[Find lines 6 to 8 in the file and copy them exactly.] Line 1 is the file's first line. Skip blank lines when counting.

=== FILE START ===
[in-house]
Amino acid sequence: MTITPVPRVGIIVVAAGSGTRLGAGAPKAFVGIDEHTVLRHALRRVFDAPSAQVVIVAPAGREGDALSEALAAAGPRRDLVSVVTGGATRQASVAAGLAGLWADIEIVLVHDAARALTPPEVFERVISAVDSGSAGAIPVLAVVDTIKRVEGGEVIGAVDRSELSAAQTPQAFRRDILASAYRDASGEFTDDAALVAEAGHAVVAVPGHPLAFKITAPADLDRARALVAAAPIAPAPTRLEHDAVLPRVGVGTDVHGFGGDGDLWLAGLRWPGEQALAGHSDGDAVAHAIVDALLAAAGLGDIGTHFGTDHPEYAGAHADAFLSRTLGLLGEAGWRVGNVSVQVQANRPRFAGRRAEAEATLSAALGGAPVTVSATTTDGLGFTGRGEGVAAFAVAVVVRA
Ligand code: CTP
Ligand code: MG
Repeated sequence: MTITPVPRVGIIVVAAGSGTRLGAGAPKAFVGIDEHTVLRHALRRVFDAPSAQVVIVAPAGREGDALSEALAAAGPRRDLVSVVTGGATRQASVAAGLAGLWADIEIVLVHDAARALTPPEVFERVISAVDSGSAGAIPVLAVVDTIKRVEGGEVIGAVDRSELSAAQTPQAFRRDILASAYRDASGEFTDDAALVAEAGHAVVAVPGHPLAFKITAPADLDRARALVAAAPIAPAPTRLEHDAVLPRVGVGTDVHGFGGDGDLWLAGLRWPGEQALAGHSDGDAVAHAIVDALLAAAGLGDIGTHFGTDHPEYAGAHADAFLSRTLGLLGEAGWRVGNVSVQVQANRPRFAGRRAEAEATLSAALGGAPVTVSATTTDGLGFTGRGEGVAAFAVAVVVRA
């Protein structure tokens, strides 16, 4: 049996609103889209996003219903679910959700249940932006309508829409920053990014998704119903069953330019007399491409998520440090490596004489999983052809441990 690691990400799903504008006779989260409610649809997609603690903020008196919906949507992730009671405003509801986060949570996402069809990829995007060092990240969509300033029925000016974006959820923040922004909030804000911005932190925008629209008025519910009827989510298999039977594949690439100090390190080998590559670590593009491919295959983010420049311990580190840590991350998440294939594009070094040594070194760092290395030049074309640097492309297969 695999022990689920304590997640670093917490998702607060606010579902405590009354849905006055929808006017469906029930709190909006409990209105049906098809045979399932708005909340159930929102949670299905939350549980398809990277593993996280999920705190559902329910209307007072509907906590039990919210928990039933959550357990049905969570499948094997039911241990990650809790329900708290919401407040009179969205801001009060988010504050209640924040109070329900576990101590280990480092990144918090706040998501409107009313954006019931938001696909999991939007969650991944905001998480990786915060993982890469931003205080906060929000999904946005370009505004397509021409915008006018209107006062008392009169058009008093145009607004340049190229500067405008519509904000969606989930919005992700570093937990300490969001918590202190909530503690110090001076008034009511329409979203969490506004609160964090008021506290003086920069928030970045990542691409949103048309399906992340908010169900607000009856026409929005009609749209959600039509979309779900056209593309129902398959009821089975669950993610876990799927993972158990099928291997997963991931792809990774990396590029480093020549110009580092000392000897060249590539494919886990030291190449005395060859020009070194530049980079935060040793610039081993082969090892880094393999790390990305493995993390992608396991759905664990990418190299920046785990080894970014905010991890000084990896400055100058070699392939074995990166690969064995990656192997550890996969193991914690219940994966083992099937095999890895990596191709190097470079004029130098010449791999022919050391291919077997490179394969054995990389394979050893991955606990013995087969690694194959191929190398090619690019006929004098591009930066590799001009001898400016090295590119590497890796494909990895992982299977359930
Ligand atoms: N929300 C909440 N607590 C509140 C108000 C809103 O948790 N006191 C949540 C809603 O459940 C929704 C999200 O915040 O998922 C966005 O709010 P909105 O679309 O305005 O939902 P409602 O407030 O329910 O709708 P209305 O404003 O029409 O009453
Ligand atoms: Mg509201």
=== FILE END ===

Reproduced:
């Protein structure tokens, strides 16, 4: 049996609103889209996003219903679910959700249940932006309508829409920053990014998704119903069953330019007399491409998520440090490596004489999983052809441990 690691990400799903504008006779989260409610649809997609603690903020008196919906949507992730009671405003509801986060949570996402069809990829995007060092990240969509300033029925000016974006959820923040922004909030804000911005932190925008629209008025519910009827989510298999039977594949690439100090390190080998590559670590593009491919295959983010420049311990580190840590991350998440294939594009070094040594070194760092290395030049074309640097492309297969 695999022990689920304590997640670093917490998702607060606010579902405590009354849905006055929808006017469906029930709190909006409990209105049906098809045979399932708005909340159930929102949670299905939350549980398809990277593993996280999920705190559902329910209307007072509907906590039990919210928990039933959550357990049905969570499948094997039911241990990650809790329900708290919401407040009179969205801001009060988010504050209640924040109070329900576990101590280990480092990144918090706040998501409107009313954006019931938001696909999991939007969650991944905001998480990786915060993982890469931003205080906060929000999904946005370009505004397509021409915008006018209107006062008392009169058009008093145009607004340049190229500067405008519509904000969606989930919005992700570093937990300490969001918590202190909530503690110090001076008034009511329409979203969490506004609160964090008021506290003086920069928030970045990542691409949103048309399906992340908010169900607000009856026409929005009609749209959600039509979309779900056209593309129902398959009821089975669950993610876990799927993972158990099928291997997963991931792809990774990396590029480093020549110009580092000392000897060249590539494919886990030291190449005395060859020009070194530049980079935060040793610039081993082969090892880094393999790390990305493995993390992608396991759905664990990418190299920046785990080894970014905010991890000084990896400055100058070699392939074995990166690969064995990656192997550890996969193991914690219940994966083992099937095999890895990596191709190097470079004029130098010449791999022919050391291919077997490179394969054995990389394979050893991955606990013995087969690694194959191929190398090619690019006929004098591009930066590799001009001898400016090295590119590497890796494909990895992982299977359930
Ligand atoms: N929300 C909440 N607590 C509140 C108000 C809103 O948790 N006191 C949540 C809603 O459940 C929704 C999200 O915040 O998922 C966005 O709010 P909105 O679309 O305005 O939902 P409602 O407030 O329910 O709708 P209305 O404003 O029409 O009453
Ligand atoms: Mg509201």